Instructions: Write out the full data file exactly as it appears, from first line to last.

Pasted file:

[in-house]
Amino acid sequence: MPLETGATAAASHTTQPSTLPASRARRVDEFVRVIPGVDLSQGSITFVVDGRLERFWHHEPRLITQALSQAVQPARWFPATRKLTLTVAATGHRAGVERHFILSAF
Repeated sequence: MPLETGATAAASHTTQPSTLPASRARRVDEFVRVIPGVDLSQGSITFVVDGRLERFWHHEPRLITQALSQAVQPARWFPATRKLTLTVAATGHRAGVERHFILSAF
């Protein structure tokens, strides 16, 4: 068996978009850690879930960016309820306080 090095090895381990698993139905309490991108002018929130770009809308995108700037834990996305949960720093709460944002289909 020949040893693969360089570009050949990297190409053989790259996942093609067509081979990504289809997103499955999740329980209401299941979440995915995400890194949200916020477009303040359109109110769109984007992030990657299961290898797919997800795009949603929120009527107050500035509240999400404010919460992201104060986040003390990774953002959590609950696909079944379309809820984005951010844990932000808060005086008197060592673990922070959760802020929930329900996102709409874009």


[in-house]
Amino acid sequence: MPLETGATAAASHTTQPSTLPASRARRVDEFVRVIPGVDLSQGSITFVVDGRLERFWHHEPRLITQALSQAVQPARWFPATRKLTLTVAATGHRAGVERHFILSAF
Repeated sequence: MPLETGATAAASHTTQPSTLPASRARRVDEFVRVIPGVDLSQGSITFVVDGRLERFWHHEPRLITQALSQAVQPARWFPATRKLTLTVAATGHRAGVERHFILSAF
């Protein structure tokens, strides 16, 4: 068996978009850690879930960016309820306080 090095090895381990698993139905309490991108002018929130770009809308995108700037834990996305949960720093709460944002289909 020949040893693969360089570009050949990297190409053989790259996942093609067509081979990504289809997103499955999740329980209401299941979440995915995400890194949200916020477009303040359109109110769109984007992030990657299961290898797919997800795009949603929120009527107050500035509240999400404010919460992201104060986040003390990774953002959590609950696909079944379309809820984005951010844990932000808060005086008197060592673990922070959760802020929930329900996102709409874009």